One of Hollywood Farmers Market’s newest arrivals is The Fermentista, a great source for live, cultured, and enzyme-rich foods. Owner and creator Sarah Pesout grew up on a homestead in the foothills of Calaveras County in Northern California where canning and preserving the garden bounty were part of summer rituals. She learned first-hand that locally-grown vegetables have the most intense flavor.
Leaving the rolling foothills and her family’s homestead, Sarah migrated to sea and redwoods along California’s coast. Here she completed a bachelor’s degree in biochemistry and anthropology from UC Santa Cruz. Always drawn to cooking and experimenting with food, she was soon taking culinary classes at Cabrillo College. Here, she completed a Culinary Arts degree. As part of a bakery staff team, she loved working the local farmers markets all over the San Francisco Bay Area ─ still her favorite job.
Farmers market vendors often trade products such as vegetables for bread. But not all of it is easily consumed fast enough to avoid spoilage. Never one to waste, Sarah wanted a way to preserve the abundance she was getting. She had already been making kombucha for several years, and with her degree in biochemistry, she experimented with fermenting vegetables as a great way to preserve the abundance.
But the California shoreline and redwood trees gave way to the Pacific Northwest’s call for the budding fermentista. Romance, as in all great stories, was the impetus to migrate to Portland. While getting started in her new environment, Sarah worked at Roman Candle, Ava Gene’s, and finally Tusk. After a year at Tusk, she took the opportunity to get a food processing license. Soon she was providing the fermented vegetables used on the menu. And it wasn’t unusual for Sarah to take vegetables that might not have a home on the menu and create delicious fermented accompaniments. For example, celery was a favorite to whip up with other vegetables; add a little salt, let this batch ferment, and voila! A lush marinade for meats.
As Sarah says, “All ferments are pickles, but not all pickles are ferments.” Most pickled vegetables are preserved in vinegar which is great for preserving pickled vegetables, but it’s highly acidic and kills all microbes, including the good ones necessary for a healthy digestive system ─ think naturally occurring probiotics, millions of them!
Fermented vegetables like sauerkraut are alive, and the good microbes are kept intact. Lactic-acid fermented foods (such as fermented dill pickles and sauerkraut) are rich in enzyme activity that aids in the breakdown of food, helping the GI tract absorb the important nutrients for optimal health. Eating a fermented pickle or spoonful of sauerkraut daily often leads to better digestion. In addition, the fermentation process is slower and more gradual, allowing flavors more time to develop naturally. To ensure the best quality fermentation, Sarah uses only organic or organically grown produce. Pesticides are known to adversely affect the fermentation process.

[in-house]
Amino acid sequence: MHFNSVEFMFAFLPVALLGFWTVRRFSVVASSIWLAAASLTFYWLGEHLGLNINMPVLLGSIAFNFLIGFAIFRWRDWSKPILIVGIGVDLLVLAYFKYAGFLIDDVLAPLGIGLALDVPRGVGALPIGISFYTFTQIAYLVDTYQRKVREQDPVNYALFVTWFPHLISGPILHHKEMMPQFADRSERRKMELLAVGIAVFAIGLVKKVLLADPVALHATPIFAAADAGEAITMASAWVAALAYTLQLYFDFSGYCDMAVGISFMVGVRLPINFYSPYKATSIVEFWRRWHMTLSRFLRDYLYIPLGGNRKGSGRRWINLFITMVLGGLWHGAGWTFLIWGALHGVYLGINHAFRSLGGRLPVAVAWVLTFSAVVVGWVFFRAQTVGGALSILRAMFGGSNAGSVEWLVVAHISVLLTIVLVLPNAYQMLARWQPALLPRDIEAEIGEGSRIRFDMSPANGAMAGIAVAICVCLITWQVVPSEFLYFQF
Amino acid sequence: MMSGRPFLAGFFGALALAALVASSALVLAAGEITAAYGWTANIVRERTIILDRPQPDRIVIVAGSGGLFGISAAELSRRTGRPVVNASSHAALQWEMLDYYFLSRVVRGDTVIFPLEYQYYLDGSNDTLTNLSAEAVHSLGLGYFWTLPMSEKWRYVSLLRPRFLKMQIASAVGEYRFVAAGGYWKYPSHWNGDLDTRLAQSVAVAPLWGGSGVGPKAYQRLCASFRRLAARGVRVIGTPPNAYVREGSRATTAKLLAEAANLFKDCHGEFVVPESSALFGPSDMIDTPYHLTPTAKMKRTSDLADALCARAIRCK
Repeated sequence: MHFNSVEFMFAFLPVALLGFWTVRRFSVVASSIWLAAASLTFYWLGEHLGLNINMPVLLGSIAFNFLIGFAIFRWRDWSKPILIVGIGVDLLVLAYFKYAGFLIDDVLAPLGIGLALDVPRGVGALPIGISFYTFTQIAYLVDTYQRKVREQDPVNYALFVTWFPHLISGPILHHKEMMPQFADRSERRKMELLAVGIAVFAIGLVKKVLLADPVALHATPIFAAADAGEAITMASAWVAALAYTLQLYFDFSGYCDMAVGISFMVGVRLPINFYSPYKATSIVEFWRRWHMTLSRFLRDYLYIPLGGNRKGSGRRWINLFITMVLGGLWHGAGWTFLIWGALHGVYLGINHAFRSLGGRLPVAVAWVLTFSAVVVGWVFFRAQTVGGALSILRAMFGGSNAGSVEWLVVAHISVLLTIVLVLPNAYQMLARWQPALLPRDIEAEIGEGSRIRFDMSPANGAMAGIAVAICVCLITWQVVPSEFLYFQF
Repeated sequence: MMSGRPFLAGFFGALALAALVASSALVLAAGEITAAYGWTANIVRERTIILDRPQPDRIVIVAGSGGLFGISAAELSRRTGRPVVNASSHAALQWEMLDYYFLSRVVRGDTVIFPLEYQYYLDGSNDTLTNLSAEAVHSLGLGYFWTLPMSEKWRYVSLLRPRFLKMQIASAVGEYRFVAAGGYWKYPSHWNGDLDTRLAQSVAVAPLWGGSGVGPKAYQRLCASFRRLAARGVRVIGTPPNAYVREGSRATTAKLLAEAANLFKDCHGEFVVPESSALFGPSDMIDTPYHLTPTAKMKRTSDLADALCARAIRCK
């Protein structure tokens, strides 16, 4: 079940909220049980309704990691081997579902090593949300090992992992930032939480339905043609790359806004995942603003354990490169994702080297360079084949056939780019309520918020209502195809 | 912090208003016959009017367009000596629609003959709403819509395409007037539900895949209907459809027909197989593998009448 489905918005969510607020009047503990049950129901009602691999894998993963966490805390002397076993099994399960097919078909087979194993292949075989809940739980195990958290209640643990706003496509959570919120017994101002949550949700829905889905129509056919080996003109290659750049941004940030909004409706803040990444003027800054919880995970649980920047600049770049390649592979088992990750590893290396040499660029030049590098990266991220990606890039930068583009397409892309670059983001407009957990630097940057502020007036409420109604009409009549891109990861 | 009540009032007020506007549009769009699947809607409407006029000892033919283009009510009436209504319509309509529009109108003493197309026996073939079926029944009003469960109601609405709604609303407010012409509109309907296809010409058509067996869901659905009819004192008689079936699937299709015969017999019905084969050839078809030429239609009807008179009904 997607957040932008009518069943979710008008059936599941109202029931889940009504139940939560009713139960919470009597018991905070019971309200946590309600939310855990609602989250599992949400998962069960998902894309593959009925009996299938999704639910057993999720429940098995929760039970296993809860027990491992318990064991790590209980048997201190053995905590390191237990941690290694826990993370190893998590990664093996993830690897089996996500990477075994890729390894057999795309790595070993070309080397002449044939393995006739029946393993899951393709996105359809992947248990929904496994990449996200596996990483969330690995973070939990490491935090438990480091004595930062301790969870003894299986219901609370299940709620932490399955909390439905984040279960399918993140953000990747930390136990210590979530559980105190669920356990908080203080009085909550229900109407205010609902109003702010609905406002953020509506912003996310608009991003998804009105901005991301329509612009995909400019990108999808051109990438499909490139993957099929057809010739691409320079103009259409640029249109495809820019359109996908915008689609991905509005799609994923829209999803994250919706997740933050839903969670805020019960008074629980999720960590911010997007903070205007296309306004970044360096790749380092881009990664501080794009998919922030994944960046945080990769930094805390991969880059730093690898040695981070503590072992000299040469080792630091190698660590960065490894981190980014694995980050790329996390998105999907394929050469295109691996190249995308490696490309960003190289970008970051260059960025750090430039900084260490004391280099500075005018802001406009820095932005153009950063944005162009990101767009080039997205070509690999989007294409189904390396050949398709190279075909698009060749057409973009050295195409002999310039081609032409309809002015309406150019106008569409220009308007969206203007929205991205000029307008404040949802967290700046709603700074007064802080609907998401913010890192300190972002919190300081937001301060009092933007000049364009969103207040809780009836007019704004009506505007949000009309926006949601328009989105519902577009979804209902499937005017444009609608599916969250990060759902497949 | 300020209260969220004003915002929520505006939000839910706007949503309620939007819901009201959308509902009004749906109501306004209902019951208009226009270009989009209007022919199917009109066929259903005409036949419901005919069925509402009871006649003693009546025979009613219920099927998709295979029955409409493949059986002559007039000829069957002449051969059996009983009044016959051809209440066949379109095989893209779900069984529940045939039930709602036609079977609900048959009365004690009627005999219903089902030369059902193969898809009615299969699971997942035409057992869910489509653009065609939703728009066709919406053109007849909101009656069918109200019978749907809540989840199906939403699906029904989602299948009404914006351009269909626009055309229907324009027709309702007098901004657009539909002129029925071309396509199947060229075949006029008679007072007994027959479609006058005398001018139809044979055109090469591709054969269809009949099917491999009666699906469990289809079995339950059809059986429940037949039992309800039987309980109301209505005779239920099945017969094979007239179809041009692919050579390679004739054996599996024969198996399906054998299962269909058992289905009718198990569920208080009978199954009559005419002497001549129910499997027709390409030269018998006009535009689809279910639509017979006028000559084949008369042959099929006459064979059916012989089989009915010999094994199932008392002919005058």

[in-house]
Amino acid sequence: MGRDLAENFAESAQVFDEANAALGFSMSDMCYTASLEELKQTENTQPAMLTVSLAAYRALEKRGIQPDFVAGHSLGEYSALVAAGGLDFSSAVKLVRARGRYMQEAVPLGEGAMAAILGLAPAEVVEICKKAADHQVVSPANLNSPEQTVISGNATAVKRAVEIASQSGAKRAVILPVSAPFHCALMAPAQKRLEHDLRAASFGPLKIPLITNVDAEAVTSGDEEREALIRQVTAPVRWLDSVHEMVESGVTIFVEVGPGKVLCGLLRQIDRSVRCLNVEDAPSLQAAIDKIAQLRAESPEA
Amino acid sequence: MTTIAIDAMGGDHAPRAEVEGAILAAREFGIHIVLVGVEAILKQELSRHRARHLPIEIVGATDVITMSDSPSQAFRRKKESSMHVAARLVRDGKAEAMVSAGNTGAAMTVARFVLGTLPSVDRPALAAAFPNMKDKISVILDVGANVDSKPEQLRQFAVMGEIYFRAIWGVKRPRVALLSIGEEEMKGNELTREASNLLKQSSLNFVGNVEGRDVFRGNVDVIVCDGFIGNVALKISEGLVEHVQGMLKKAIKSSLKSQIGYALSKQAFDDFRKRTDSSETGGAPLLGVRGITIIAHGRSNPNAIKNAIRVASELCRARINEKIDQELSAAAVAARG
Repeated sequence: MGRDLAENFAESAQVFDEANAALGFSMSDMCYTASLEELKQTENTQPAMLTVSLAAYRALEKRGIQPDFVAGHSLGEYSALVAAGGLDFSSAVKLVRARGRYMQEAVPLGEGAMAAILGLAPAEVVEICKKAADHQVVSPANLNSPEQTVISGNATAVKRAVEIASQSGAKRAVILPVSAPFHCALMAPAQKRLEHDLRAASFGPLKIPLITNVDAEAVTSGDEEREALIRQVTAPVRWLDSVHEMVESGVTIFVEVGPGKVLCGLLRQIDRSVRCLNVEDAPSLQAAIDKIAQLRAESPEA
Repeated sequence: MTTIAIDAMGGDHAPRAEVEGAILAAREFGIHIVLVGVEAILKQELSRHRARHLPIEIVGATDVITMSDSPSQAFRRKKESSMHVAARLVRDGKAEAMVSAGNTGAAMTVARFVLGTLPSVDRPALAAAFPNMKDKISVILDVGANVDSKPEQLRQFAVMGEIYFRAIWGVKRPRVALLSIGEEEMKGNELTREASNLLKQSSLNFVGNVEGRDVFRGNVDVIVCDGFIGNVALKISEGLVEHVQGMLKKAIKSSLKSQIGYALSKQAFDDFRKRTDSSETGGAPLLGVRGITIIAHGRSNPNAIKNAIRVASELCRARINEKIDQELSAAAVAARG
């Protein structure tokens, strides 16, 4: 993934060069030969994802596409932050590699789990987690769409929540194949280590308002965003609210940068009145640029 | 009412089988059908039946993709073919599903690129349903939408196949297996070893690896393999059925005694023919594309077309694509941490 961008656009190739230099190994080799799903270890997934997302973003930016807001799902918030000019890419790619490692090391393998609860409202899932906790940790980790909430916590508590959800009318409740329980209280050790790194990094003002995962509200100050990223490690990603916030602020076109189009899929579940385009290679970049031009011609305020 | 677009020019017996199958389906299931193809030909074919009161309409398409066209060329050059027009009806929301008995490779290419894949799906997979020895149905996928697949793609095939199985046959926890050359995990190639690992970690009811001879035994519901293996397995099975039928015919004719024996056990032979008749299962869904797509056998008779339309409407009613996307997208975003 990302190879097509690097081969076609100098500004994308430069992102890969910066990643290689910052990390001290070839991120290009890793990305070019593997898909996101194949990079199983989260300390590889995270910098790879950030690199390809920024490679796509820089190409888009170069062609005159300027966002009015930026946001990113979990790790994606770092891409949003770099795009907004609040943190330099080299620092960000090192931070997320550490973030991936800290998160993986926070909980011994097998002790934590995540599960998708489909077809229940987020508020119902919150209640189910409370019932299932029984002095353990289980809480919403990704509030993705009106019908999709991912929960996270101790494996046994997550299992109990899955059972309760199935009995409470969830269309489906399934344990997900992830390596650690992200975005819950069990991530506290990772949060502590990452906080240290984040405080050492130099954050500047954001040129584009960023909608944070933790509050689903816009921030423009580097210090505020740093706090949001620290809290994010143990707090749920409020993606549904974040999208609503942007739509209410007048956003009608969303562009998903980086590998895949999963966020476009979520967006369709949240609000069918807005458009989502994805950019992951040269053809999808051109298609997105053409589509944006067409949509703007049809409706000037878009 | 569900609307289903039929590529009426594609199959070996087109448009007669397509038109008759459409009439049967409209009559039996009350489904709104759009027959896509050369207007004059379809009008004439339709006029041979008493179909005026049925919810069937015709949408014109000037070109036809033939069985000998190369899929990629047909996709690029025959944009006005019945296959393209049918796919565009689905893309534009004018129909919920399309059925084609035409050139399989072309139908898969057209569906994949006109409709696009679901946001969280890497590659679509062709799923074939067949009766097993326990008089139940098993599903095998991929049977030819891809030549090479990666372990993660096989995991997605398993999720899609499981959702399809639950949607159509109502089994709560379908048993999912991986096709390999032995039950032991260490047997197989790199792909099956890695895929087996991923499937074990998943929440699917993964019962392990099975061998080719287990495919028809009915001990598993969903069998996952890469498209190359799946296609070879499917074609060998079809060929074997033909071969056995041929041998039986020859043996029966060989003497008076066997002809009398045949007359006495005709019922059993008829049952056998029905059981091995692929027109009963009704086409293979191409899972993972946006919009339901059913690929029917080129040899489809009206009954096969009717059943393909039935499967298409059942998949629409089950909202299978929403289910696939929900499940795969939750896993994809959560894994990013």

Vegetables in their natural state have beneficial lactobacillus bacteria on their surface. Once cut, the bacteria start eating the vegetables’ (or fruits’) surface. Given the right environment (oxygen-free), lactobacillus turns naturally occurring sugars into lactic acid. Lactic acid prevents the growth of harmful bacteria, acting as a preservative for the produce ─ giving fermented foods their tangy flavor as well as an excellent source of probiotics─ excellent for the GI tract.
Working in small batches allows Sarah to use ingredients from local farmers. Sarah’s criterion is that she must be able to drive there and back in less than a day to pick up the produce. From the Hollywood Farmers Market, she patronizes Deep Roots Farm, Sweet Leaf Organic Farm, and Flying Coyote Farm; farms that use farming methods known to replenish the soil. Not only are the ferments extremely fresh, but the farming methods contribute to healing the earth.
Some vegetables are hearty and require a brine mixture for fermentation. For a surprise, try one of Sarah’s brine shots for a super boost. Tender, leafy green vegetables such as turnip greens create their own juice and just need the right amount of salt and spices. The tasty fermented turnip greens are delicious with rice, as a side with chicken or roasted potatoes. In season now, the Rhubarb-Ginger is the most popular. Sarah’s favorite is Cumin-Onion. In season now, the Rhubarb-Ginger Sauerkraut is the most popular while Sarah’s favorite is the Cumin-Onion kraut. In addition to pickles and sauerkraut, you can sample an assortment of other seasonal veggies. And as the produce changes, don’t miss Sarah’s summer favorites like fermented salsa, watermelon rind, and hot and sweet pepper spreads.
This newcomer to the Hollywood Farmers Market has a smile as bright as the flavors found in her ferments. This fermentista is already developing quite a following as people are getting to know her and her products. Stop by and help her feel welcome.
by Susan Gibson, HFM volunteer